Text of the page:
13 Tips for Gigging Professionally

Rowan McDonagh


1. Put together a stage plot

This is a drawing of your setup on stage which should go to the booker or production manager ahead of your live performance.

As soon as you’re booked for a gig, send them this and they’ll pass it onto the venue/stage crew. The drawing should include where you need:

  • power on the stage
  • Direct Inputs
  • monitors
  • elements of drum kit noting if your drummer is left-handed for example.

This will save you time having to explain everything on the spot + it will help everything run more efficiently.

Your drawing should be Landscape orientation and it should fit on one page.

Most stage crew will stick them up on a wall backstage so it should be clear and easy to reference quickly.

2. Compile your tech requirements

If there are outstanding requirements not captured in your stage plot, send an accompanying list. For example:

  • Perhaps you’re going to bring your own in-ear monitors and will need an XLR OUT from the desk
  • Maybe you’ll need phantom power for a particular mic you want to bring
  • Any lighting preferences
  • Whether you’re bringing a sound engineer

Include a link to your music so technicians can get a sense of what you’re about. This can be really helpful.

All in all, your stage plot and list of requirements should capture:

  • what you have
  • where you have it
  • what you need to make your setup work

3. Ask for the venue’s tech setup

Ask your point of contact for the venue tech setup. This list of details should include what the backline is made up of.

If you want the venue to add anything to that, e.g., a specific amp, it could come out of your fee so try to use anything the house has to accommodate you.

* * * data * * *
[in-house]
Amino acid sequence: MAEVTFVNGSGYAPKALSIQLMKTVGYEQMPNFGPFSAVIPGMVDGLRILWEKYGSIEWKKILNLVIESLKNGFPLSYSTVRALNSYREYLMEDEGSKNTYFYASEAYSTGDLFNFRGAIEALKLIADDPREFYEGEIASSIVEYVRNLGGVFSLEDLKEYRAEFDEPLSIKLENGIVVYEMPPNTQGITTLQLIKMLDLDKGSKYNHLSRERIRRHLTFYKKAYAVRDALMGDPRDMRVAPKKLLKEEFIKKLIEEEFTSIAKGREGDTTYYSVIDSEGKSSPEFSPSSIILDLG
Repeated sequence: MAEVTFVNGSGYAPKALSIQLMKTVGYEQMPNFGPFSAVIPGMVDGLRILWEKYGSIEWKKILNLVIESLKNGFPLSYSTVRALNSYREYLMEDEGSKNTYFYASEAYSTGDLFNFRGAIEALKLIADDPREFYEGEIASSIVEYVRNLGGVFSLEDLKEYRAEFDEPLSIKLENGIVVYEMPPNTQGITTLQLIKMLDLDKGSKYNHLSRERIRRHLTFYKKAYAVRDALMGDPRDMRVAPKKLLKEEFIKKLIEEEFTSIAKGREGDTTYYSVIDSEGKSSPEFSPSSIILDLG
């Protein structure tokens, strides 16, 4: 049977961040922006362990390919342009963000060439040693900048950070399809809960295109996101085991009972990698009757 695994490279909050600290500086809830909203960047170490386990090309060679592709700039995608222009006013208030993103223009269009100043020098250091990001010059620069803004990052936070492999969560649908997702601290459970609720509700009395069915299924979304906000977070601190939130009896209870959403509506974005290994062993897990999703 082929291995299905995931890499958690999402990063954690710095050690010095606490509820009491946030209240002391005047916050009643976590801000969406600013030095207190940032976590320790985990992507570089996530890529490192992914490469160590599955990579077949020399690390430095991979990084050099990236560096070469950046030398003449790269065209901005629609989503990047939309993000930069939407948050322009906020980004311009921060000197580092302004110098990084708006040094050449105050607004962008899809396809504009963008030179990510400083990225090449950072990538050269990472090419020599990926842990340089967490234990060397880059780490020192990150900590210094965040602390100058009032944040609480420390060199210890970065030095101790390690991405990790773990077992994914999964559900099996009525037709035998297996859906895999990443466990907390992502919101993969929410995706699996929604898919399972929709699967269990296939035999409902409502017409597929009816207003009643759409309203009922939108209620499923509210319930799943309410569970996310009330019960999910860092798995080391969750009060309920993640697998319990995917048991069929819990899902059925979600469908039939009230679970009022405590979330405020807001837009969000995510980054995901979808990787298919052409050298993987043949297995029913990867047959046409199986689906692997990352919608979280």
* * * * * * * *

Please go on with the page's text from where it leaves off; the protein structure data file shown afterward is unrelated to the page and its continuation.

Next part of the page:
4. Be cognisant of your rider

Venues will often offer you a rider, generally it’s a couple of beers and some bottled water. After that, any additional items you request come out of your fee.

5. Rehearse your changeover

You’ll be given a changeover time. This is you time you have to set up right before your performance, i.e., after a previous act has left the stage.

Make sure you arrive at the venue 2 hours before your changeover time and ensure you’re standing at the stage at your changeover time ready to go, guitar tuned/voice warmed up etc.

Rehearse your changeover. If your changeover is 20 minutes long, make sure you can do it in 10 minutes. Have your gear gone from packed to set up in that time and rehearse it before the gig.

If your changeover runs over time, every minute you delay eats into your set time, so perhaps drop a song if that happens.

6. Time your set rehearsal

Adapt your set so that it fits within your allocated time. Rehearse it and time that rehearsal. Any change of instruments or reorganising the stage mid-set should be captured within your allocated time slot so work this into your rehearsal. Stage crews deal in minutes.

If you have found that your set takes less time than what has been allocated to you, tell the booker ahead of time so they can plan accordingly. Any surprise changes to timings on the night will knock everyone’s time out.

7. Prep your gear

Prep your gear before arriving. Don’t have cables in a mess, have everything ready and labelled so it’s easy to take out, set up and pack away afterwards.

8. Introduce yourself

When you arrive at the venue, introduce yourself to the stage manager and ask to meet the sound engineer and lighting engineer so they know who you are.

Get the names of the stage crew and ensure they know you. You’ll likely develop relationships with these people and meet them again gigging.

9. Keep amps low on stage

Always ask for more in the wedge instead of tweaking your amp.

10. Always send a clean signal from the stage

The sound engineer will add EQ and compression to suit the house so leave your signal clean at the source. Go through pedals and any different effects with the sound engineer during your soundcheck.

11. Stage manager is the boss

The stage manager is getting feedback from all angles, across the venue so wait for their signal to go on stage.

If ever they tell you to stop playing, it’s for a very good reason. Perhaps there’s a serious accident in the audience. Always heed their direction.

12. Never show up under the influence

That will be remembered and you will get a bad name.

13. Don’t bring open drinks on stage

Everything on stage is needed by many performers. Don’t bring open drinks on stage, unless it’s a bottle of water with a cap on it. It’s a mark of respect to stage crews. Entire rigs have been destroyed by a pint and it’s dangerous.